Chiral Drug Design

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Chiral Drug Design
History & Importance of Chiral
Drug Design
We’ve been talking about Stereoisomers….
• Isomers
– Constitutional Isomers
– Stereoisomers
•
•
•
•
Cis vs trans (EZ)
Enantiomers
Diastereomers
Meso Compounds (later next week)
Molecules with Asymmetric
Centers…
An sp3 atom, usually carbon, with 4
UNIQUE groups attached!
Asymmetric center = chiral center
CH3
Cl
H
OH
If a molecule has at least one
chiral center…
It can be an optically active
molecule.
-Enantiomers
-Diastereomers
*Meso compounds are
optically INACTIVE.
Optically Active…
Rotates the plane of polarized light clockwise (+) or
counterclockwise (-)
(+/- have no bearing on the type of
asymmetric center; we will explain types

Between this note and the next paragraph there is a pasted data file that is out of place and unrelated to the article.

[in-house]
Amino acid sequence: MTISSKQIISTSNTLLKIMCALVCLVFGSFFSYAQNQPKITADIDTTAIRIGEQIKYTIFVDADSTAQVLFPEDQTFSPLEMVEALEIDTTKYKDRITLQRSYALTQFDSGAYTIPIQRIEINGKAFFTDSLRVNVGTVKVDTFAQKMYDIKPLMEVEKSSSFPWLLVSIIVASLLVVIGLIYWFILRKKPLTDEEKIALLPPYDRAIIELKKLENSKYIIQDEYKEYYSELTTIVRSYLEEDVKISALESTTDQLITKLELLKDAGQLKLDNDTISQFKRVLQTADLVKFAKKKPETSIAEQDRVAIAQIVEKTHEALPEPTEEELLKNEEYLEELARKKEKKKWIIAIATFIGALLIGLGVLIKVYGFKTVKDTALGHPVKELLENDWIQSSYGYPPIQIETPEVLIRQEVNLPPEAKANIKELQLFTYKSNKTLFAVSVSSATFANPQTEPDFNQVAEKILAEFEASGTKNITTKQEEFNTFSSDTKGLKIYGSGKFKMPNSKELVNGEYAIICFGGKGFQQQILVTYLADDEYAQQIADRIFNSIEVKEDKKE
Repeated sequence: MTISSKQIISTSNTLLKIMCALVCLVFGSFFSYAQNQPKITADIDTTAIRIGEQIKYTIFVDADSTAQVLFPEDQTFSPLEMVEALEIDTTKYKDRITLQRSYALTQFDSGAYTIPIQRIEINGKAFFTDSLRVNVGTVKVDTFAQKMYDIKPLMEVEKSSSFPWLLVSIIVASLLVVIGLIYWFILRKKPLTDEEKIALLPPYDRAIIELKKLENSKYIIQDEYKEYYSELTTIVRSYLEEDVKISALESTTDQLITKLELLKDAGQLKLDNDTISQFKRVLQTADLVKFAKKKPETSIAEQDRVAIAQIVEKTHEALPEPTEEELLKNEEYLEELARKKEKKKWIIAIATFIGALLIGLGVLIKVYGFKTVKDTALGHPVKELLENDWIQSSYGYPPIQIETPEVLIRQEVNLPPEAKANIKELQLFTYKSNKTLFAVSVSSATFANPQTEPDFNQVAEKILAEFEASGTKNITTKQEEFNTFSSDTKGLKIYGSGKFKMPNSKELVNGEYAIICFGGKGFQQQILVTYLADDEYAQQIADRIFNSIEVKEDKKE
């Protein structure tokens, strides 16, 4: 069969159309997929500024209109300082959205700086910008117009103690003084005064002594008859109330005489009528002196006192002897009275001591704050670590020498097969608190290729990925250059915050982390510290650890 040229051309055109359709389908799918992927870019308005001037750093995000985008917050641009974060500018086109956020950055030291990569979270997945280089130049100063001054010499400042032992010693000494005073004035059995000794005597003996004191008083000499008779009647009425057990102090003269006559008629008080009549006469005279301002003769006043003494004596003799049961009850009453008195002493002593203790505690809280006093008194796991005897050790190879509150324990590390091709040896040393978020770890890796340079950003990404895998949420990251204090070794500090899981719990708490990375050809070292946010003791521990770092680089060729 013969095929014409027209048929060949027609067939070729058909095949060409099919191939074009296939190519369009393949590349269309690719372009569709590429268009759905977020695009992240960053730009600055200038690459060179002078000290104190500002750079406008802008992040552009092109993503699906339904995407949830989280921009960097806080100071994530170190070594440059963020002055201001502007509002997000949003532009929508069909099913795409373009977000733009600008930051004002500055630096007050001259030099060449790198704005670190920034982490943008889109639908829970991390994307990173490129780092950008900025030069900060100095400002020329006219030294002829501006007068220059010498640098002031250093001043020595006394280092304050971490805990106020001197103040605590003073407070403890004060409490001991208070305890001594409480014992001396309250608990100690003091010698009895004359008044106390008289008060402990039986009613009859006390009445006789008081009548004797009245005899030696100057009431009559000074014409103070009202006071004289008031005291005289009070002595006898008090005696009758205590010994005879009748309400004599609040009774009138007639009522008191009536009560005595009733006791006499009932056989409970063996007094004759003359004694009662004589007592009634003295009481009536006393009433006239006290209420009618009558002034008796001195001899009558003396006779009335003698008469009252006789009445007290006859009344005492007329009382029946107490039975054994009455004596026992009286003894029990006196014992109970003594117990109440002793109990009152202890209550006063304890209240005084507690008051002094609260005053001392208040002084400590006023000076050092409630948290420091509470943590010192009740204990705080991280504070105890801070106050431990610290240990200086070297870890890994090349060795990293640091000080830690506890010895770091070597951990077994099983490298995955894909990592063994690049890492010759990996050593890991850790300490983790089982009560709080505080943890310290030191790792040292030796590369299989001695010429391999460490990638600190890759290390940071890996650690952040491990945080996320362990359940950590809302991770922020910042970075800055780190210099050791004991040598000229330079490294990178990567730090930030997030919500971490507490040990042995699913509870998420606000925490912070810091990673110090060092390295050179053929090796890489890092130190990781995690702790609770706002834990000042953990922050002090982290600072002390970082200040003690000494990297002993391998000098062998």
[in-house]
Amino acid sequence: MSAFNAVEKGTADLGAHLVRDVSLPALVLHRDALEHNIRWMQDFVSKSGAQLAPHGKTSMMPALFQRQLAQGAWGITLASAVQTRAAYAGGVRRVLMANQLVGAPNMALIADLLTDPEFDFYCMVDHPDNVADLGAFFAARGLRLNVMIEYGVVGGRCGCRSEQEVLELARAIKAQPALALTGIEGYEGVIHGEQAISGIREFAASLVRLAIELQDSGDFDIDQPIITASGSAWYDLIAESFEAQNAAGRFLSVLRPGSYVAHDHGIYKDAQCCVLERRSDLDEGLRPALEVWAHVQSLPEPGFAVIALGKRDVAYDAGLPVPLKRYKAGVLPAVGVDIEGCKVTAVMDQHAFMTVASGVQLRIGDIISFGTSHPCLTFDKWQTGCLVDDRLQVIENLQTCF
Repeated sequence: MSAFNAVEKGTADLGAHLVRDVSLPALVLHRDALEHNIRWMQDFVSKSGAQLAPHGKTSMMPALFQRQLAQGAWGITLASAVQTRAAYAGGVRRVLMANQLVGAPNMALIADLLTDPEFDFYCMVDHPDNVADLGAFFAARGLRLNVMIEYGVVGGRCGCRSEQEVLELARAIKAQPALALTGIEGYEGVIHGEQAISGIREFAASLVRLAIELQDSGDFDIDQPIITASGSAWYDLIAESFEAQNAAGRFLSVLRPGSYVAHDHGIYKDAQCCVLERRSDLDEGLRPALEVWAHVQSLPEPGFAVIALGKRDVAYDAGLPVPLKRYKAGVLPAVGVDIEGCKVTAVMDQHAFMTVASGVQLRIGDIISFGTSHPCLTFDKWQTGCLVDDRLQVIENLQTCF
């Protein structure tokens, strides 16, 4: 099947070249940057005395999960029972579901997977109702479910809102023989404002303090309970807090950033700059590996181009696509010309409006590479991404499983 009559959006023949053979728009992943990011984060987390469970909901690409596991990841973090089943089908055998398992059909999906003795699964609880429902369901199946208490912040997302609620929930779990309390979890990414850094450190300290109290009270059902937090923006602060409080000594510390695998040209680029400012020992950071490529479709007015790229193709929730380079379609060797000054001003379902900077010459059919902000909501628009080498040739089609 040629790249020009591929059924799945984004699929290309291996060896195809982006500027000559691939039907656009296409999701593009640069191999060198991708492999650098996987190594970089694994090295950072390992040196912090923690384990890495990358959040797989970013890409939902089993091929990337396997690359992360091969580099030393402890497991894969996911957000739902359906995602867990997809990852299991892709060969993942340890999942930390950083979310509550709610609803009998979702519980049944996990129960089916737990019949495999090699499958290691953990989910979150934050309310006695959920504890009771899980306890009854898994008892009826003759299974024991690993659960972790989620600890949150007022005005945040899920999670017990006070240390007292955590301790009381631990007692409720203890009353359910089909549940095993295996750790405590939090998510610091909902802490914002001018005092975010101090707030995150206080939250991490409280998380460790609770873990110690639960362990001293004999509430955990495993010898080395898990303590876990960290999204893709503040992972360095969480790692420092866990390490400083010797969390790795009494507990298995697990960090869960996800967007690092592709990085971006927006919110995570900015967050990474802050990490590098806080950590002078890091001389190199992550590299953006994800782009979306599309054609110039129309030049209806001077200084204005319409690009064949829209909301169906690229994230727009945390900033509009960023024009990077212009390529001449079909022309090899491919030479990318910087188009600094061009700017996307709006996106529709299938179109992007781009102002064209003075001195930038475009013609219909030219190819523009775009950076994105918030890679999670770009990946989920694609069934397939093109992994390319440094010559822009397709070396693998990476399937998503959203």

of chiral centers in a minute!)
Chiral centers have…
“handedness”
Enantiomers are non-superimposable
mirror images!
Enantiomers
- Chiral Centers are Complete Opposites (R/S, S/R, etc)
- R/S determination after slide show!
- Identical chemical and physical properties
- Except rotation of plane-polarized light
(S)-Alanine (left) and (R)-alanine
(right)
How are Diastereomers
Different?
- Have at least 2 chiral centers – partially
opposite chirality.
- Chiral centers are PARTIAL opposites
- R,S : R, R
- R, S : S, S
- Have DIFFERENT chemical & physical
properties.
(-)Threose
(-) Erythrose
Importance For Drug Design
• The body is chiral
• Enantiomers of compounds can react
differently in the body, with greatly helpful
or harmful outcomes
“Nature has a way of knowing how to make things work.
Reactions often run in a catalytic mode, and material use,
energy, and waste are minimized. Many molecules are chiral,
and their unique handedness has both intricate and dramatic
influences on how they interact with biological systems.”
1957: Thalidomide
(Racemic Mixture)
The two enantiomers of thalidomide:
Left: (S)-thalidomide
Right: (R)-thalidomide
Thalidomide
• German drugmaker Chemie Grünenthal introduced thalidomide,